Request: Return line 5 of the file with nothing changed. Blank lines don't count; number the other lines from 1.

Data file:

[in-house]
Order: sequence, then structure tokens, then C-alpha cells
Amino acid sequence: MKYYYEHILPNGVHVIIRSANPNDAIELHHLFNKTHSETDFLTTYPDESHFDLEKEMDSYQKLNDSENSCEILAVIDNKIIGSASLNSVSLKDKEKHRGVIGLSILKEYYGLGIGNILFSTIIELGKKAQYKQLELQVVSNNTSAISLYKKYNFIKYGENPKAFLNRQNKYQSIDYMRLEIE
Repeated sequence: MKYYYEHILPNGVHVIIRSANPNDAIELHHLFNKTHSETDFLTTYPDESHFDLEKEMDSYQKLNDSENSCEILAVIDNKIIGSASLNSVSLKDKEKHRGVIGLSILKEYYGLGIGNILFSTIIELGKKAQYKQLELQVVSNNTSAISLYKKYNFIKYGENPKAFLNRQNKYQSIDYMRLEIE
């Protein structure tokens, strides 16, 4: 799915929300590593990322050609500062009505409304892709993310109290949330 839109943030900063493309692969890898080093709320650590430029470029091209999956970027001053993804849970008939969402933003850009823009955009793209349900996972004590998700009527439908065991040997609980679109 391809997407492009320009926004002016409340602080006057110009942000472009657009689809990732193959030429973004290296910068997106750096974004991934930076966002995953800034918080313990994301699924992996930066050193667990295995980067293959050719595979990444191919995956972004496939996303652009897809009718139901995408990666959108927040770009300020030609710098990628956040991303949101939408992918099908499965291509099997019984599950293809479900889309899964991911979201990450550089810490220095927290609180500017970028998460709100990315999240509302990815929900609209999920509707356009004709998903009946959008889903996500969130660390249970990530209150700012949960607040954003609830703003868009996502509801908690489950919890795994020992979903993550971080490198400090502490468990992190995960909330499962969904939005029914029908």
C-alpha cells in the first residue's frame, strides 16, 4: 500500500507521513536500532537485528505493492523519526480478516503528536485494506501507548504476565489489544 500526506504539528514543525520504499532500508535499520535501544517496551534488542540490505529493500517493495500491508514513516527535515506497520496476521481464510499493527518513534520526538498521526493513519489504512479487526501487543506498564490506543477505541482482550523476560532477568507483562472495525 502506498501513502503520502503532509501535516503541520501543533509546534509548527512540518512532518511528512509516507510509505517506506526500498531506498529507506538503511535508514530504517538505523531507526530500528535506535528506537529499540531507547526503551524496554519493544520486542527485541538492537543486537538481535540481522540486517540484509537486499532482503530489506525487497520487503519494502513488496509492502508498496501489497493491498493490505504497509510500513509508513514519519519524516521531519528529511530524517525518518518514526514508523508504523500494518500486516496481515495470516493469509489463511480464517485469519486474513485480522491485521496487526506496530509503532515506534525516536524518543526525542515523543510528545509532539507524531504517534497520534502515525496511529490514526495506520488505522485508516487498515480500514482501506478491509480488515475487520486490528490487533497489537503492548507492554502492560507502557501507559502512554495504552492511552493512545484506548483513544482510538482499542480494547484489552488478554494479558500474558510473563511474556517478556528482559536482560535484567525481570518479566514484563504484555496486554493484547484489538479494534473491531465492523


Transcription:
């Protein structure tokens, strides 16, 4: 799915929300590593990322050609500062009505409304892709993310109290949330 839109943030900063493309692969890898080093709320650590430029470029091209999956970027001053993804849970008939969402933003850009823009955009793209349900996972004590998700009527439908065991040997609980679109 391809997407492009320009926004002016409340602080006057110009942000472009657009689809990732193959030429973004290296910068997106750096974004991934930076966002995953800034918080313990994301699924992996930066050193667990295995980067293959050719595979990444191919995956972004496939996303652009897809009718139901995408990666959108927040770009300020030609710098990628956040991303949101939408992918099908499965291509099997019984599950293809479900889309899964991911979201990450550089810490220095927290609180500017970028998460709100990315999240509302990815929900609209999920509707356009004709998903009946959008889903996500969130660390249970990530209150700012949960607040954003609830703003868009996502509801908690489950919890795994020992979903993550971080490198400090502490468990992190995960909330499962969904939005029914029908």